Introduction

 

 

Assam is a frontier province of India, located in the northeast.  On three sides the province is shut in by great mountains ranges, inhabited by people mostly of Mongolian origin. To the north lie the Himalayan regions of Bhutan and Tibet. Below the high mountains are a range of sub Himalayans hills, inhabited in the west by small races of Bhutia origin, and to the east by Tibeto-Burman tribes like the Akas, the Dafalas, the Miris, the Abors and the Mishmis. To the north-east lie the Mishmi hills, curving round the Brahmaputra Valley.   Therefore, we notice that the international boundary between Tibet and Assam is not clearly defined. Assam is, divided into two main parts physically: the high land and the plains below. These plains make up the great river valleys of the Brahmaputra.  Between the valleys are the Garo, Khasi and Jaintia hills, the north Cachar hills and the Naga Hills. Through the heart of the region runs the great river Brahmaputra. It enters through the Mishmi hills and turning nearly due west, passing through all the district of north Assam. It is the chief artery and highway of Assam: the entire history and culture of the state are intimately connected with the Brahmaputra.

Assam has always held a distinct and independent political existence, though for political reasons, frontiers have advanced or receded according to her geo-political prosperity. At times her area varied greatly from what it is today. The unbroken unity of its history is the result of the geographical unity of the area of the Brahmaputra valley which is the heart of Assam.  In this sense, we can conclude that Assam is racially and linguistically homogeneous – united by a common tongue, an Aryan dialect of great antiquity, dating earlier than the seventh century. Huien Tsang is known to have said in his accounts that the language of Assam differed a little from that of Mid-India.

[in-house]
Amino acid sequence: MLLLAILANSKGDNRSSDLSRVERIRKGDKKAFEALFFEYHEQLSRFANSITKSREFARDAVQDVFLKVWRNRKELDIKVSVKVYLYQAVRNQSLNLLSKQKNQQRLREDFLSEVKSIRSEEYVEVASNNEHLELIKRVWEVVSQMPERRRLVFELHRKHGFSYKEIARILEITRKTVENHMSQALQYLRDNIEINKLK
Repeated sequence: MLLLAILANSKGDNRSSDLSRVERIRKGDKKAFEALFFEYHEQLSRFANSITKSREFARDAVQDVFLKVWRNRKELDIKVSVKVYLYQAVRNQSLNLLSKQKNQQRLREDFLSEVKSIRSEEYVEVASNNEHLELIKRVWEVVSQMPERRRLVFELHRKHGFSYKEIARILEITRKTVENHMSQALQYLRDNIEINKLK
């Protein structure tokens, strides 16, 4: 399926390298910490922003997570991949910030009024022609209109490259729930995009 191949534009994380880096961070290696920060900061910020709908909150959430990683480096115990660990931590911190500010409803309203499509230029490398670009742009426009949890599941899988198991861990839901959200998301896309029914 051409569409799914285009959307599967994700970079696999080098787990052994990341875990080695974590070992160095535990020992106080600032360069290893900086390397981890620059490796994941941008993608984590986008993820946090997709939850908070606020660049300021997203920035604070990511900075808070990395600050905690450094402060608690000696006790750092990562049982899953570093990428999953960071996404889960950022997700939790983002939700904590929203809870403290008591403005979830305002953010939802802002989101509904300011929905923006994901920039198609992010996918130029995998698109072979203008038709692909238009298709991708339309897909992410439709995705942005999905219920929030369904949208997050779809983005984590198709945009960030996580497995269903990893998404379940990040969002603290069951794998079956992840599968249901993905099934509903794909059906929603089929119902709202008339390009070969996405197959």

Origins of the Nomenclature: 'Assam'

The modern name ‘Assam' is of quite recent origins, and has an interesting etymology.
The origin of this word has been traced back to the Shan invaders who entered the Brahmaputra valley in the beginning of the thirteenth century A.D. The Shan invaders were known as the ‘Ahoms', probably derived from the word ‘Acham'. ‘Acham' here denotes the ‘‘undefeated'' or ‘‘conquerors''. Thus the land of the Ahoms was termed as ‘Asama', which is essentially the Sanskritisation of the earlier form ‘Acham'. The present name Assam is supposed to have been derived from this Sanskrit word ‘Asama', which means ‘unequalled' or ‘peerless'.Another observation made by historian Baden Powell was that the name ‘Asam' was probably derived from the Bodo word ‘Ha-com', which means low or level country.

 

Assam around 12th Century AD:

The earliest inhabitants of Assam were the Kiratas, the Cinas and other primitive tribes commonly referred to as ‘Asuras'. The Mahabharata gives us reference to Cina and Kirata soldiers who served in the army of Bhagadatta. ‘Kirata' in the present context appears to denote all the races with the Mongolian type of features along the eastern limits of India. The next wave of Indo-Chinese invasion is presented by the various people speaking Tibeto-Burman languages. The most important group of this race is the Bodo tribe. The Bodo group includes the Koch, the Kachari, the Lalung, the Dimasa, the Garo, the Rabha, the Tipa, the Chutiya and the Maran.
The Bodos built strong kingdoms and with various frontiers and under various tribal names. But they suffered from the onslaught of the Ahoms from the east and the Aryans from the west. In the 13th century, the Ahoms conquered Assam, giving their name to the country. It cannot be exactly stated at what period the Aryans came into the valley of Brahmaputra. But Assam's early contact with the Aryans is revealed by the references in the epics – Mahabharata and Ramayana. The Aryan influence became so widespread and penetrating that even minor Vedic customs and rituals became deep-rooted in the life of common people. But the greatest influence of all was the language. Sanskrit became the language of the court as well as the literature.